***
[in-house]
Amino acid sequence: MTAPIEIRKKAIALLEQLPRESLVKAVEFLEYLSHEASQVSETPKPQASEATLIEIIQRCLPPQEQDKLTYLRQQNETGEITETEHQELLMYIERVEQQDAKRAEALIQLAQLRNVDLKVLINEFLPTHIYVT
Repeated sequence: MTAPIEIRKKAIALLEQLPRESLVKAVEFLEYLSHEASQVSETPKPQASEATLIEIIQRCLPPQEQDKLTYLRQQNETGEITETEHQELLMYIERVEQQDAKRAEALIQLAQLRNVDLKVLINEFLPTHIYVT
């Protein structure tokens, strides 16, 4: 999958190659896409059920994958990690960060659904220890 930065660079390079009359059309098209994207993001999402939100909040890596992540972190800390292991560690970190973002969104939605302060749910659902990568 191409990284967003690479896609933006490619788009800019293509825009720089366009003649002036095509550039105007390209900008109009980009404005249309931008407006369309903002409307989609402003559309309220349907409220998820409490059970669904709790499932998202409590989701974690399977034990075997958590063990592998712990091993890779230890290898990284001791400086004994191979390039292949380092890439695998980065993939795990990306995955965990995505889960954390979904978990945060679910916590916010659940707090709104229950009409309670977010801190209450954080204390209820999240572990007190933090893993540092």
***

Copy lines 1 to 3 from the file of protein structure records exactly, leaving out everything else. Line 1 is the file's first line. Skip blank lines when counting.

[in-house]
Amino acid sequence: MTAPIEIRKKAIALLEQLPRESLVKAVEFLEYLSHEASQVSETPKPQASEATLIEIIQRCLPPQEQDKLTYLRQQNETGEITETEHQELLMYIERVEQQDAKRAEALIQLAQLRNVDLKVLINEFLPTHIYVT
Repeated sequence: MTAPIEIRKKAIALLEQLPRESLVKAVEFLEYLSHEASQVSETPKPQASEATLIEIIQRCLPPQEQDKLTYLRQQNETGEITETEHQELLMYIERVEQQDAKRAEALIQLAQLRNVDLKVLINEFLPTHIYVT